and mostly by scholarships.
Through regular discussions of
problems affecting all phases of
University life of the needs, wants
and rights of students, faculty and
administration I think such a com
mittee could bring the interests of
these three groups into closer
proximity. By its suggestions, it
could carefully direct the course
of University affairs in a manner
befitting an institution of higher
learning. It well might eventually
make the University appear more
as a source of higher knowledge
and wisdom and less as a manu
facturer of playboys and point
conscious activity people.
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The cap and frown season is upon us, and with it comes tha
perennial question: which side of the cap should the tassel
hang on?
This is an argument that arises every year to roil the aca
demic world, and it is, alas, no closer to solution today than it
was in 1604 when Fred Tassel invented the troublesome orna
"atnent. Fred Tassel, incidentally, never made a penny from his inven
tion. The sad fact is he never took out a patent on it. This tragic
oversight becomes understandable, however, when one considers
that patents were not invented till 1851 by Fred Patent, himself
a pitiable figure. A compulsive handwasber, he died in his four
teenth year, leaving behind a wife and five spotless children.
But I digress. We were discussing which side of the cap tha
tassel should hang on.
For many years the universally accepted practice was to hang
the tassel over the front of the cap. This practice was abandoned
in 1942 when the entire graduating class of Northwestern Uni
versity, blinded by tassels hanging in their eyes, made a wrong
turn during commencement exercises and ended up at the Great
Lakes Training Center where, all unwitting, they were inducted
into the Navy for five year hitches.
There is one school of thought-large and growing daily larger
which holds that the tassel should be worn on the same side
you carry your Philip Morris cigarettes. Thus a quick glance
will show you where your Philip Morris are and save much time,
and fumbling.
This makes a good deal of sense because when one wants a
Philip Morris, one wants one with a minimum of delay. One does
not relish being kept, even for a second, from the clean, delicate
flavor of Philip Morris, so artfully blended, so subtly concocted
to please the keen and alert taste buds of young smokers. One
chafes at any obstacle, however small, that is put in the way of
enjoying this most edifying of cigarettes, so pleasing to the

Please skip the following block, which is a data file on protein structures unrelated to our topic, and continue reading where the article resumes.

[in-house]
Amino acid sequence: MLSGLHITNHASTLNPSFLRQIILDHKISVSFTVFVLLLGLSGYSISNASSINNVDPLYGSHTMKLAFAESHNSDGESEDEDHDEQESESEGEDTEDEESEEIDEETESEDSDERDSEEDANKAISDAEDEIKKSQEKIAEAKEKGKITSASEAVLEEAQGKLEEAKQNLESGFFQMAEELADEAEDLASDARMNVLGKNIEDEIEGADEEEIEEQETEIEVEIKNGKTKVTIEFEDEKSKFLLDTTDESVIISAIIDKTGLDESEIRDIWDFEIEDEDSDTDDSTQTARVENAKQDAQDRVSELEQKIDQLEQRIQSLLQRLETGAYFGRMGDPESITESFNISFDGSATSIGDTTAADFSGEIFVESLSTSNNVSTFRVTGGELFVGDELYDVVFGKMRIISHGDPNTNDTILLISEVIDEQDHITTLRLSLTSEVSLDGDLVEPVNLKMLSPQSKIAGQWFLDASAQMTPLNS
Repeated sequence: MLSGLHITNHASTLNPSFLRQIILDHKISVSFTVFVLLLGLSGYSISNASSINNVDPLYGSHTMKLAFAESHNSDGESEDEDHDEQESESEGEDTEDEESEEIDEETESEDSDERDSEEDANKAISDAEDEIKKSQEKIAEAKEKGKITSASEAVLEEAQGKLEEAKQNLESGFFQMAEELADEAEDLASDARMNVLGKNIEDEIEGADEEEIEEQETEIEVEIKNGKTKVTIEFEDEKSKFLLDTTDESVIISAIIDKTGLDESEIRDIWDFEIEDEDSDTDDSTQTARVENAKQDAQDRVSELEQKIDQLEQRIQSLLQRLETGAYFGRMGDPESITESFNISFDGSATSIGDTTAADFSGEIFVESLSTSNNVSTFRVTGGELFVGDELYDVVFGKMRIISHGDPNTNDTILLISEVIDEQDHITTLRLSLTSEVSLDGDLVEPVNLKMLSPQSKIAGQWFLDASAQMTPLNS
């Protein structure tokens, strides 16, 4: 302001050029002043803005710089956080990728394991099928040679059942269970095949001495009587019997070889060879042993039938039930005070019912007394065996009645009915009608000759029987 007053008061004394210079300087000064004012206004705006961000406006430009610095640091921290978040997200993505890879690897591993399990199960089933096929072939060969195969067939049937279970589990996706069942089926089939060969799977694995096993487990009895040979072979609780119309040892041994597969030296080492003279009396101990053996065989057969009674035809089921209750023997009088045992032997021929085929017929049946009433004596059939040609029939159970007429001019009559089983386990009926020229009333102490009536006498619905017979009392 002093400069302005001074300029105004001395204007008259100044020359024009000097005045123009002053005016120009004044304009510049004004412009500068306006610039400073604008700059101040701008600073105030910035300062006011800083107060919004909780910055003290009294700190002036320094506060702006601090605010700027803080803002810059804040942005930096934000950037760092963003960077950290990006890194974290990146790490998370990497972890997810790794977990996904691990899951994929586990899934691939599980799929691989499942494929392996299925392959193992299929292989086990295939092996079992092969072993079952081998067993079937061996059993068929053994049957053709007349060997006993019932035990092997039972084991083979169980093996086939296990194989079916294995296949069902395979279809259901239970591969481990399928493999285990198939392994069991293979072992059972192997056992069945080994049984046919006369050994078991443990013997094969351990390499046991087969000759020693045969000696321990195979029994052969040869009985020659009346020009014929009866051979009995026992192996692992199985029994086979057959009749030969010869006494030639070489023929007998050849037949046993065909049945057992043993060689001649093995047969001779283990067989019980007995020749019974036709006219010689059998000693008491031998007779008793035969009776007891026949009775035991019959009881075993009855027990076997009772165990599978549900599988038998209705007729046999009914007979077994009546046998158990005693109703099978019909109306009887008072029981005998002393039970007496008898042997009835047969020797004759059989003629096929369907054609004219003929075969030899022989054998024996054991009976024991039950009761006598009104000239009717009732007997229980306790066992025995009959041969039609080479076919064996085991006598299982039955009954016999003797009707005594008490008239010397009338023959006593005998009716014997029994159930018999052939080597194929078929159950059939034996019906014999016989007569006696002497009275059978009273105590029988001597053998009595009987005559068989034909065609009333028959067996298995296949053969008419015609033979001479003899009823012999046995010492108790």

perceptive palate. Here, in king size or regular, at prices that
do no violence to the slimmest of budgets, is a firm white cylinder
of balm and pure, abiding content.
There is another group, small but vocal that insists the tassel
should hang over the back of the cap. The tassel, they say, is a
symbol like the bullfighter's pigtail, signifying honor and
They are wrong. Bullfighters wear pigtails for only one rea
son: to keep the backs of their necks warm. Do you have any
idea what a draft a bull makes when he rushes past you? A
plenty big one, you may be sure.
In fact, upper respiratory infectionsrcontracted in the wake of
passing bulls, are the largest single cause of bullring fatalities.
I have this interesting statistic from the Bullfighters Mutual
Life Insurance Company of Hartford, Connecticut, one of tha
few insurance companies in Hartford, Connecticut, which writes
insurance exclusively for bullfighters. Incidentally, Hartford,
the insurance capital of America, is a most interesting city and
well worth a visit if you are ever in New England, as north
eastern Uniied States is, for some reason, called. Hartford can
be reached by bus, train, plane, and the Humboldt Current Try
to make your visit in spring, when the actuaries are in bloom,
But I digress. We were talking about what side to wear tht
tassel on. An ingenious solution to this troubling problem was
proposed a few years ago by Fred Sigaf oos, perhaps better known
as "The Quoit King of Delaware." An early forbear ef Mr.
Sigafoos, Humboldt Sigaf oos (who later invented the current
which bears his name) was granted a monopoly by King George
III on all quoits manufactured in Delaware. Somehow the royal
appointment was never rescinded and from that day to this,
every quoit made in Delaware has been a Sigafoos Quoit
Well, sir, Fred Sigafoos once suggested that an equitable
settlement to the great tassel controversy wonM h n
, the tassels so they stood upright and hung on no side of the can .
ai an. mr. oigaioos was, 01 course, only seeking to broaden his
market, because after graduation, what can you do with an
upright tassel but hurl quoits at it?
CMu stulaua. IMf
Thm maker of PHILIP MORRIS uh bring you tkU column make no
recommendation about nhat tide to hang the tatmrX on. But with
ieiearettet they "y: Stay on the mentis, tatty, vintage tide -with
fitltr IB asstrvc 7
niur MiAAij, of courte.